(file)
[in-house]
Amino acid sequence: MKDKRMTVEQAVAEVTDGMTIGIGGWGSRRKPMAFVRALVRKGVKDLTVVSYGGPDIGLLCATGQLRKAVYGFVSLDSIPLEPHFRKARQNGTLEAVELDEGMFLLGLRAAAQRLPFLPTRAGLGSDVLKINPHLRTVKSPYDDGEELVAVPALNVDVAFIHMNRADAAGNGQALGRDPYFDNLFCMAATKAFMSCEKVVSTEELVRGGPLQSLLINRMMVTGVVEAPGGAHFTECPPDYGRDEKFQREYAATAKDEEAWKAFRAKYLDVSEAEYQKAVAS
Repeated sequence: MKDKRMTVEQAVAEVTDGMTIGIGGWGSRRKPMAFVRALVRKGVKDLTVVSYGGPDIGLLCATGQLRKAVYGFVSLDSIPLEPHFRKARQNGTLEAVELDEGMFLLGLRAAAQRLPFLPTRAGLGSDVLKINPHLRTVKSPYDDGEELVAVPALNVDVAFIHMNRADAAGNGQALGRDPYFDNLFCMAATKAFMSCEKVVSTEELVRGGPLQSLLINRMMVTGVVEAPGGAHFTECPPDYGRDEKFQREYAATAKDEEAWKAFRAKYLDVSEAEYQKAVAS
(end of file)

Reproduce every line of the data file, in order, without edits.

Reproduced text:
[in-house]
Amino acid sequence: MKDKRMTVEQAVAEVTDGMTIGIGGWGSRRKPMAFVRALVRKGVKDLTVVSYGGPDIGLLCATGQLRKAVYGFVSLDSIPLEPHFRKARQNGTLEAVELDEGMFLLGLRAAAQRLPFLPTRAGLGSDVLKINPHLRTVKSPYDDGEELVAVPALNVDVAFIHMNRADAAGNGQALGRDPYFDNLFCMAATKAFMSCEKVVSTEELVRGGPLQSLLINRMMVTGVVEAPGGAHFTECPPDYGRDEKFQREYAATAKDEEAWKAFRAKYLDVSEAEYQKAVAS
Repeated sequence: MKDKRMTVEQAVAEVTDGMTIGIGGWGSRRKPMAFVRALVRKGVKDLTVVSYGGPDIGLLCATGQLRKAVYGFVSLDSIPLEPHFRKARQNGTLEAVELDEGMFLLGLRAAAQRLPFLPTRAGLGSDVLKINPHLRTVKSPYDDGEELVAVPALNVDVAFIHMNRADAAGNGQALGRDPYFDNLFCMAATKAFMSCEKVVSTEELVRGGPLQSLLINRMMVTGVVEAPGGAHFTECPPDYGRDEKFQREYAATAKDEEAWKAFRAKYLDVSEAEYQKAVAS